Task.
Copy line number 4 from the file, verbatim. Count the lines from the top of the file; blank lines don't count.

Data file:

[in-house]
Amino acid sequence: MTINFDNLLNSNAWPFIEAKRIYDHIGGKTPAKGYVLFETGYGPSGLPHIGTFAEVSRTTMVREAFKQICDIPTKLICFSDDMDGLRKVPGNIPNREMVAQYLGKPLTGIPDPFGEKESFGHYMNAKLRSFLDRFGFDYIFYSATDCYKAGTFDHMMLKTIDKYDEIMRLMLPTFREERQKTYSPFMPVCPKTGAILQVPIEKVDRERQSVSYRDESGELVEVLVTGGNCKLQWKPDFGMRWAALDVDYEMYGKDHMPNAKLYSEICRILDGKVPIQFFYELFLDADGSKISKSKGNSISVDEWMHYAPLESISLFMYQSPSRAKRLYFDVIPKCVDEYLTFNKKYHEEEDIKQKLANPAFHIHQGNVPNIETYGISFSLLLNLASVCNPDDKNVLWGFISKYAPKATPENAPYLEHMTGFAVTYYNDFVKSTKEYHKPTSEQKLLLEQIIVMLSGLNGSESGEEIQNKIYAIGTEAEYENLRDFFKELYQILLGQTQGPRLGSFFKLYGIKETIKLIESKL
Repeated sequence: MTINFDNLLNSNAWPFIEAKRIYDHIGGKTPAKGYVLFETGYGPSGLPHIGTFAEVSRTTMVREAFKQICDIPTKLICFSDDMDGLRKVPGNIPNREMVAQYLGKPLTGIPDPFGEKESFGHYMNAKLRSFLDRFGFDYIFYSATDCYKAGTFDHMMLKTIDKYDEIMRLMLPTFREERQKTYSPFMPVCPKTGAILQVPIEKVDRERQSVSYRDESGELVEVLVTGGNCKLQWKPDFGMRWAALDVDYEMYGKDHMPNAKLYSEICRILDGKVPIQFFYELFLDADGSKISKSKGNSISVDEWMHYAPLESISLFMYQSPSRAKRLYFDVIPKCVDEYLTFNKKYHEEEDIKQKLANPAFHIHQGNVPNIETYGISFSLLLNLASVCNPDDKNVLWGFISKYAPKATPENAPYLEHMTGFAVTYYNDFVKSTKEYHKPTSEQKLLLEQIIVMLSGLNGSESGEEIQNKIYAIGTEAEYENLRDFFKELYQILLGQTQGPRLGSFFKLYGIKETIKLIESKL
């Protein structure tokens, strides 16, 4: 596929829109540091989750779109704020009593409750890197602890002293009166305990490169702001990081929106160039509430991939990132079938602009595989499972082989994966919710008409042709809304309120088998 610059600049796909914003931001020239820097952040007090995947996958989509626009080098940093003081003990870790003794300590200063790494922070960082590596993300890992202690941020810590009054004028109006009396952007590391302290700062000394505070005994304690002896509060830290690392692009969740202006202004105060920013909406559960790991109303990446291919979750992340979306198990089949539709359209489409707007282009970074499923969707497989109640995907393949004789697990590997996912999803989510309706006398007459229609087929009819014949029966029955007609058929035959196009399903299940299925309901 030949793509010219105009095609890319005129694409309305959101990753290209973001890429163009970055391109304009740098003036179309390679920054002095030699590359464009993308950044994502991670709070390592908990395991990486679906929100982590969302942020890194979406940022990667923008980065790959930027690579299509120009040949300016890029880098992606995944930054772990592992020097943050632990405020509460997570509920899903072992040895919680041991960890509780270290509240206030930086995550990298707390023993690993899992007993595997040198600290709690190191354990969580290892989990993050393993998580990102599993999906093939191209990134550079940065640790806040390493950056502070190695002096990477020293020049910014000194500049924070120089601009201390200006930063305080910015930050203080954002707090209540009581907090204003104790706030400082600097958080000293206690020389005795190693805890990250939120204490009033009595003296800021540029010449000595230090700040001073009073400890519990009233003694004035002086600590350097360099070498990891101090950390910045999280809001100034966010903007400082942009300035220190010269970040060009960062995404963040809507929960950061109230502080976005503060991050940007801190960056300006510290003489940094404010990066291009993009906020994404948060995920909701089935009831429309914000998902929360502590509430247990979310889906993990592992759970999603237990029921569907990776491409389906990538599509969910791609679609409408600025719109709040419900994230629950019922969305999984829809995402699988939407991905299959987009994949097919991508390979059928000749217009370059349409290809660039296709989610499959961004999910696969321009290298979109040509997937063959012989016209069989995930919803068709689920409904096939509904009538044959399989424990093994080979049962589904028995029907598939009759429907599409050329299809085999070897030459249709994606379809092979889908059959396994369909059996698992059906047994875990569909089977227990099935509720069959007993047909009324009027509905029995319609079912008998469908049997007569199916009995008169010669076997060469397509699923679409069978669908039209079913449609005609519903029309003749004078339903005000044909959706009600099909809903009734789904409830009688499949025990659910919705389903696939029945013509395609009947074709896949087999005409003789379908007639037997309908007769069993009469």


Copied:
């Protein structure tokens, strides 16, 4: 596929829109540091989750779109704020009593409750890197602890002293009166305990490169702001990081929106160039509430991939990132079938602009595989499972082989994966919710008409042709809304309120088998 610059600049796909914003931001020239820097952040007090995947996958989509626009080098940093003081003990870790003794300590200063790494922070960082590596993300890992202690941020810590009054004028109006009396952007590391302290700062000394505070005994304690002896509060830290690392692009969740202006202004105060920013909406559960790991109303990446291919979750992340979306198990089949539709359209489409707007282009970074499923969707497989109640995907393949004789697990590997996912999803989510309706006398007459229609087929009819014949029966029955007609058929035959196009399903299940299925309901 030949793509010219105009095609890319005129694409309305959101990753290209973001890429163009970055391109304009740098003036179309390679920054002095030699590359464009993308950044994502991670709070390592908990395991990486679906929100982590969302942020890194979406940022990667923008980065790959930027690579299509120009040949300016890029880098992606995944930054772990592992020097943050632990405020509460997570509920899903072992040895919680041991960890509780270290509240206030930086995550990298707390023993690993899992007993595997040198600290709690190191354990969580290892989990993050393993998580990102599993999906093939191209990134550079940065640790806040390493950056502070190695002096990477020293020049910014000194500049924070120089601009201390200006930063305080910015930050203080954002707090209540009581907090204003104790706030400082600097958080000293206690020389005795190693805890990250939120204490009033009595003296800021540029010449000595230090700040001073009073400890519990009233003694004035002086600590350097360099070498990891101090950390910045999280809001100034966010903007400082942009300035220190010269970040060009960062995404963040809507929960950061109230502080976005503060991050940007801190960056300006510290003489940094404010990066291009993009906020994404948060995920909701089935009831429309914000998902929360502590509430247990979310889906993990592992759970999603237990029921569907990776491409389906990538599509969910791609679609409408600025719109709040419900994230629950019922969305999984829809995402699988939407991905299959987009994949097919991508390979059928000749217009370059349409290809660039296709989610499959961004999910696969321009290298979109040509997937063959012989016209069989995930919803068709689920409904096939509904009538044959399989424990093994080979049962589904028995029907598939009759429907599409050329299809085999070897030459249709994606379809092979889908059959396994369909059996698992059906047994875990569909089977227990099935509720069959007993047909009324009027509905029995319609079912008998469908049997007569199916009995008169010669076997060469397509699923679409069978669908039209079913449609005609519903029309003749004078339903005000044909959706009600099909809903009734789904409830009688499949025990659910919705389903696939029945013509395609009947074709896949087999005409003789379908007639037997309908007769069993009469």